Think this summer's blockbusters are far-fetched? Time Out remembers the films that makes them seem like documentaries
Master of disaster Michael Bay’s Transformers: Revenge Of The Fallen throws in everything but a robot that turns into a kitchen sink in its pursuit of audience-bludgeoning cinematic excess (and massive box office returns). Same goes for McG’s Terminator Salvation – not content with making Demi Moore inexplicably capable of flight in Charlie’s Angels: Full Throttle, he’s now got steel killing machines chucking Christian Bale around a factory with only a cool-looking scar on the bad tempered one’s face to show for it. In fact, summer blockbuster season is pretty much all about the silly. To celebrate, we pick out some totally OTT classics that push the boundaries of taste, decency, budget and common sense…
1 It’s A Mad Mad Mad Mad World (1963): The director’s cut of Stanley Kramer’s unglued laughter marathon locks down at a cool 192 minutes, but even that’s a bit of a squeeze considering the talent involved in this, the War And Peace of ensemble madcap treasure hunts. Spencer Tracy, Sid Caesar, Milton Berle and Terry Thomas are just a few of the legends in wild pursuit of buried loot. As a footnote, Kramer was toying with the idea of adding another ‘Mad’ to the title only to decide that it would be a little – and you’ll like this – excessive.
2 Blazing Saddles (1974): Mel Brooks’s satirical Western still manages to shock with its close-to-the-bone depiction of the racist attitudes whipped up when black sheriff Cleavon Little is called upon to uphold the law in the frontier town of Rock Ridge. But it’s the explosive climax that wins Blazing Saddles a place on this list, as a hootin’ and hollerin’ high-plains lynch mob cause such a ruckus that they spill out of the Old West, into the adjoining set, and onto the streets of ’70s Hollywood.
3 Braindead (1992): Peter Jackson’s Lord Of The Rings trilogy confirmed his reputation as the most wildly inventive action director around, but it all began with this manic slice of unholy slapstick splatter. The plot – in which an ancient monkey virus causes the residents of ’50s New Zealand to begin rising from the grave – is at best a rickety frame on which to hang a series of mind-melting cartoon set pieces, from a graveyard smackdown interrupted by a kung-fu fighting priest (‘I kick a*** for the Lord!’) to the climactic bloodbath in which our bespectacled hero takes on a house full of zombie flesh eaters armed only with the business end of a garden mower.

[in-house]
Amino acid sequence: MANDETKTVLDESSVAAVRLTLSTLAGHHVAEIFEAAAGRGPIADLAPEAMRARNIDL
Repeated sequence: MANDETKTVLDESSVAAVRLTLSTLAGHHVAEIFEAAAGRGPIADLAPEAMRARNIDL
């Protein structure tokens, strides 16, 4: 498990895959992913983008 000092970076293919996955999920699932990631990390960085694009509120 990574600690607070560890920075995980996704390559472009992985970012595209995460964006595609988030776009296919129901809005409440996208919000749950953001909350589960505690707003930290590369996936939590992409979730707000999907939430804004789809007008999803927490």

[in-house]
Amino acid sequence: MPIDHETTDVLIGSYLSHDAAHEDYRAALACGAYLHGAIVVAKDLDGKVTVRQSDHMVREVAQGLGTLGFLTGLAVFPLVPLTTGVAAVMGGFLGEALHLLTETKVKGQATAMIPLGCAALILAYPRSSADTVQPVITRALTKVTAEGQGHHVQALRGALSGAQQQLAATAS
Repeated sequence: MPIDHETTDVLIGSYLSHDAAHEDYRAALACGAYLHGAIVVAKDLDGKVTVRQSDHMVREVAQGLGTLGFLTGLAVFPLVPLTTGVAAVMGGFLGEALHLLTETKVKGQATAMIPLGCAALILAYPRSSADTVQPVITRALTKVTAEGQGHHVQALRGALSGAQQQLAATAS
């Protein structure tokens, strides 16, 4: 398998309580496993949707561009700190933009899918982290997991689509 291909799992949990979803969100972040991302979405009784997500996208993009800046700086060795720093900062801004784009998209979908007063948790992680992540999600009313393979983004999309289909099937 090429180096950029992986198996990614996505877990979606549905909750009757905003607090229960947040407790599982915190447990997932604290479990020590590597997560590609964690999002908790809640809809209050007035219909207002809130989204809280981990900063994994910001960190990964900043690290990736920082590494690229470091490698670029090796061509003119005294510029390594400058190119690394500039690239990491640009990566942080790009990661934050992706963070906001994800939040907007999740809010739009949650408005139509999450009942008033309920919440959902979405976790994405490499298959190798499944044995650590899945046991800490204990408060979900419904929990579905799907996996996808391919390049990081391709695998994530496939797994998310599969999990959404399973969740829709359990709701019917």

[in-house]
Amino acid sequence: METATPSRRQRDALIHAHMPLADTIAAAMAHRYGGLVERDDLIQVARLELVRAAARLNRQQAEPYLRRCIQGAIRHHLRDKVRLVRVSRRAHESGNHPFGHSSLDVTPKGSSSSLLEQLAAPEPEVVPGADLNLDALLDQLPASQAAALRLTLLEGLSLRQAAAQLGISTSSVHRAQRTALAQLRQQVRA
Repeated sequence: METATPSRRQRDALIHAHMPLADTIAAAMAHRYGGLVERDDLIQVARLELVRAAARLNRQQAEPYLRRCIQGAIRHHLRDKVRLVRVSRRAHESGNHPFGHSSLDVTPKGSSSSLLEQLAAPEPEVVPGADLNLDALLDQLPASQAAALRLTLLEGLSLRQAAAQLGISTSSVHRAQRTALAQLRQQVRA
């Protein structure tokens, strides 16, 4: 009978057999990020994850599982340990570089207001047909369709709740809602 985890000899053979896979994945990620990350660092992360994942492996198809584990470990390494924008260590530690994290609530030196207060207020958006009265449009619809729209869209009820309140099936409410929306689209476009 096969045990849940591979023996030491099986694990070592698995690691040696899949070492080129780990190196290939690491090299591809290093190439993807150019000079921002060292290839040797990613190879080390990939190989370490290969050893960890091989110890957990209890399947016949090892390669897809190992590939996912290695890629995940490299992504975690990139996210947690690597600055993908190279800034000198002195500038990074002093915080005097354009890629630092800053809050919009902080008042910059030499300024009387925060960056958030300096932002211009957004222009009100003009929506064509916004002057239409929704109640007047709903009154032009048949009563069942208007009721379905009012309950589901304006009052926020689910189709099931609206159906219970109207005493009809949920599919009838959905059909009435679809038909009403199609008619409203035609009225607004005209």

4 Natural Born Killers (1994): The unremitting gore onslaught delivered by Oliver Stone’s NBK made it the instant scourge of jumped-up right-wing types across the land. Of course, all the moments of hyper-stylised bloodshed (and there are many) come swaddled in hulking quotation marks, as Stone and writer Quentin Tarantino assure us that what we’re watching is actually a treatise on the causes and effects of violence, and if we’re getting off on the sight of two sexy serial killers with seriously itchy trigger fingers blowing all manner of innocent folk to kingdom come, then we’re, like, part of the problem, man.
5 Broken Arrow (1996): ‘Prepare to go ballistic’ read the tagline, and Woo obliged by setting off a nuclear device in the middle of this breathless potboiler. Not at the end, mind you; in the middle. Not even Woo could take the action to the next level after that, but he stuffs the last hour with so many tricked-out speedboats, choice lines (like Travolta’s famously appropriated ‘ain’t it cool?!’), unspooling helicopters and derailed trains that we’re kept too busy to care.
6 Brotherhood Of The Wolf (2001): Everything plus le kitchen sink went into this hysterical historical French offering based around the mysterious Beast of Gévaudan killings of the 17th century. But director Christophe Gans’s wonderfully mounted and incredibly tense creature-feature – in which a mountainous region is terrorised by a phantasmagorical monster – proves merely a backdrop for some wily political conniving, incest, top-notch martial artistry, the French Revolution, some chocolate-box erotica and Vincent Cassel turning it up way past 11.
7 Observe And Report (2009): This is shaping up to be a banner year for cinematic excess, with widescreen epics, such as Watchmen and the new Transformers movie, competing with full-throttle comedies like this astonishing Seth Rogen vehicle. Coming on like a slapstick Taxi Driver, Observe And Report presents a deeply worrying portrait of a multicultural American mall stalked by a psychotic, drug-addled vigilante security guard. This is no-holds-barred sledgehammer satire in its most brutal and direct form. Compiled by Adam Lee Davies, David Jenkins, Tom Huddleston.